Food safety

Every time we enter a cafe and order a soda or take home a frozen dinner, we assume that it is a “safe” food, i.e., completely safe for our health. However, the rules on food safety and good hygiene practices in food processing are issues of great complexity.

From an industry point of view, food control points mean:


setting standards for microbiological and toxicological risks, and implementation of procedures and practices to ensure compliance with those standards.


The maintenance of certain levels of nutrients in food ingredients and feed formulation with nutritional profiles that encourage consumer interest for healthy eating.


Concern for organoleptic characteristics such as taste, aroma, feel, and appearance.


The guarantee of certain characteristics related to utility and economic benefits for the consumer, such as comfort, packaging, and shelf life of the products.

The BSI PAS 220 2008 specification, issued by the British Standards Institution prerequisites, defined programs to support safety management systems designed according to ISO 22000 2005.
One aspect that the BSI PAS 220 2008 envisaged is the construction and layout of the buildings where food is processed.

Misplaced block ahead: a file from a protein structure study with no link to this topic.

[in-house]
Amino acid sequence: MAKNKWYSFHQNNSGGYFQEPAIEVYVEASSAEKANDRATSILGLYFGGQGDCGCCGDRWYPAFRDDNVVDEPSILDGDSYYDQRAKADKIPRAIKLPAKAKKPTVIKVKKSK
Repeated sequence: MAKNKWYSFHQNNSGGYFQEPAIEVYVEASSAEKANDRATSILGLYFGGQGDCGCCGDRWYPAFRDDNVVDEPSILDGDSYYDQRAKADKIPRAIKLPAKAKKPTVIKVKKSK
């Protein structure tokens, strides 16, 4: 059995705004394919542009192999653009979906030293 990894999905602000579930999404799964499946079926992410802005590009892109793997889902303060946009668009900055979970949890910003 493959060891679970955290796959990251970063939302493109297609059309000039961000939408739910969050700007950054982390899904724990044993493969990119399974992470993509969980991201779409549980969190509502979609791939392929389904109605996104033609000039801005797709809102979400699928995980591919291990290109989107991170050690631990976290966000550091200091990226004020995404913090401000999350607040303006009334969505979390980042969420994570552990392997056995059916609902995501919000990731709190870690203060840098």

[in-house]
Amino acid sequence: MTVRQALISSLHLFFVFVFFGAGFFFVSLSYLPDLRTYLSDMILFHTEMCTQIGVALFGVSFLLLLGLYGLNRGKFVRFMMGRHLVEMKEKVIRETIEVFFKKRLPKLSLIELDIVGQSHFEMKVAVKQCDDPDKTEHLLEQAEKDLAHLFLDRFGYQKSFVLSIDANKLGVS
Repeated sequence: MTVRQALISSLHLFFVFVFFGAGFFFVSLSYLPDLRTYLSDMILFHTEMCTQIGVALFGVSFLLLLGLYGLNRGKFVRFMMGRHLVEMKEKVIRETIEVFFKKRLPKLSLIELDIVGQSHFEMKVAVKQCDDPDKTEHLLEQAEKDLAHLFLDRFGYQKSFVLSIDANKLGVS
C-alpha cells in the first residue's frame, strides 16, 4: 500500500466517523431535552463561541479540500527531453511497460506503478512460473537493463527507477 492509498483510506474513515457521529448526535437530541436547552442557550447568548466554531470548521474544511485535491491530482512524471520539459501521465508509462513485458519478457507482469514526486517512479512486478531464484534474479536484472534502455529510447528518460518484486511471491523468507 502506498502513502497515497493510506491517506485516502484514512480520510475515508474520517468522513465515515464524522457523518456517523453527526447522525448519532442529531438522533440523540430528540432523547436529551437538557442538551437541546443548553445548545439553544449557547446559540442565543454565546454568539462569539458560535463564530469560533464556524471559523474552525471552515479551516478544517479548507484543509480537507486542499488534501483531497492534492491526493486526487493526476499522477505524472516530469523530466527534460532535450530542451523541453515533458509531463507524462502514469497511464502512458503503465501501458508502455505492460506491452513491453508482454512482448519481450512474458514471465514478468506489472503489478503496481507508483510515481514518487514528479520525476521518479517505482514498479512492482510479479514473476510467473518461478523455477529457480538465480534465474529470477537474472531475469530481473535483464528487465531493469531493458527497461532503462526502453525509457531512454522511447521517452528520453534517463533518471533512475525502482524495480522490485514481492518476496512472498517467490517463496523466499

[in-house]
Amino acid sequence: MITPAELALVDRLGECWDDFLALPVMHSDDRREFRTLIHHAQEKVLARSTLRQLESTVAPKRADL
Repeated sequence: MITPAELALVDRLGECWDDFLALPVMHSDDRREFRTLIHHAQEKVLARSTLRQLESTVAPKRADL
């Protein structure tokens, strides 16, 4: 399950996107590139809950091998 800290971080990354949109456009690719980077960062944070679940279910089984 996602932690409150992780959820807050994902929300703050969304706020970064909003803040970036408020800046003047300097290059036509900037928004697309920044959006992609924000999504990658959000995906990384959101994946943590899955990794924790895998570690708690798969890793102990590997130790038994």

First, the standard defines an establishment as any building or area in which food is handled and the surroundings are under the control of a single authority. Then the general requirements state that:

  • The buildings must be designed, constructed, and maintained appropriately to the nature of the processing operations, the prevention of the hazards associated with these operations, and control of potential sources of pollution around the plant.
  • Buildings should be made of durable material and should not pose dangers to food.
    Note: the ceilings must be well designed and built to minimize build up of dirt and condensation and should not have any leaks.

Regarding the environment around the buildings:

  • It should take into consideration the potential pollution sources of the surrounding area.
    Note: Do not process food in areas where hazardous substances can penetrate the food.
  • The effectiveness of actions taken to protect the products should be reviewed periodically.

Finally, referring to the location of establishments:

  • Site boundaries should be clearly identified and surrounded with appropriate barriers. Access to the facility is controlled. The site should be maintained using good housekeeping criteria. The vegetation within the boundaries must be removed or properly maintained.
  • Roads, yards, and parking should be properly drained to prevent accumulation of water or puddles, and should be given proper maintenance.

All these issues related to food safety are very useful for those who have or are starting businesses in the food industry and wish to become certified, or simply want to learn more about food processing.